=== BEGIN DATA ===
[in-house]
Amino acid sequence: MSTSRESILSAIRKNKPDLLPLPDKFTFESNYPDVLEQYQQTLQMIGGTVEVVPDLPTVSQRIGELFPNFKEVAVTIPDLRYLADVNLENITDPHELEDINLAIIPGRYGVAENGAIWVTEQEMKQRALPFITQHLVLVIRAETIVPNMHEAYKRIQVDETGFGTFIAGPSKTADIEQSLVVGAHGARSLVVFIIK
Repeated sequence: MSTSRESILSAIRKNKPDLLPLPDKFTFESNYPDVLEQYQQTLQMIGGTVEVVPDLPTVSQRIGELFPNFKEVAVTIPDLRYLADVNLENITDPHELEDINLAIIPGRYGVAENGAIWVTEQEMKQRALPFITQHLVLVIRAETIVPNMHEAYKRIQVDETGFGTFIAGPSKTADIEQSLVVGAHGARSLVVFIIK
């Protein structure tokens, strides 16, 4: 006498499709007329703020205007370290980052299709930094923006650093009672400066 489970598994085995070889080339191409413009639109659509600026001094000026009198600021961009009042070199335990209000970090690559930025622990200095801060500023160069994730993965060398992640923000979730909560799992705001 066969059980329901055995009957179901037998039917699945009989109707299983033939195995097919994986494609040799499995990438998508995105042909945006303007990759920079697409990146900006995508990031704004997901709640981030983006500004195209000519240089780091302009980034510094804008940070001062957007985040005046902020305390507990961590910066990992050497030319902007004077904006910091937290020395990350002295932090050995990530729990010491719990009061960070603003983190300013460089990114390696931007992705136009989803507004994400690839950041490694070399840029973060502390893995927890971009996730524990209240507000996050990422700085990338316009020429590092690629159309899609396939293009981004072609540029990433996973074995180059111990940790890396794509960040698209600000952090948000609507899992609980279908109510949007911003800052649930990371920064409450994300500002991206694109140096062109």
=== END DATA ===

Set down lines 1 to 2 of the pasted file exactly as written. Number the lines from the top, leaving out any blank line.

[in-house]
Amino acid sequence: MSTSRESILSAIRKNKPDLLPLPDKFTFESNYPDVLEQYQQTLQMIGGTVEVVPDLPTVSQRIGELFPNFKEVAVTIPDLRYLADVNLENITDPHELEDINLAIIPGRYGVAENGAIWVTEQEMKQRALPFITQHLVLVIRAETIVPNMHEAYKRIQVDETGFGTFIAGPSKTADIEQSLVVGAHGARSLVVFIIK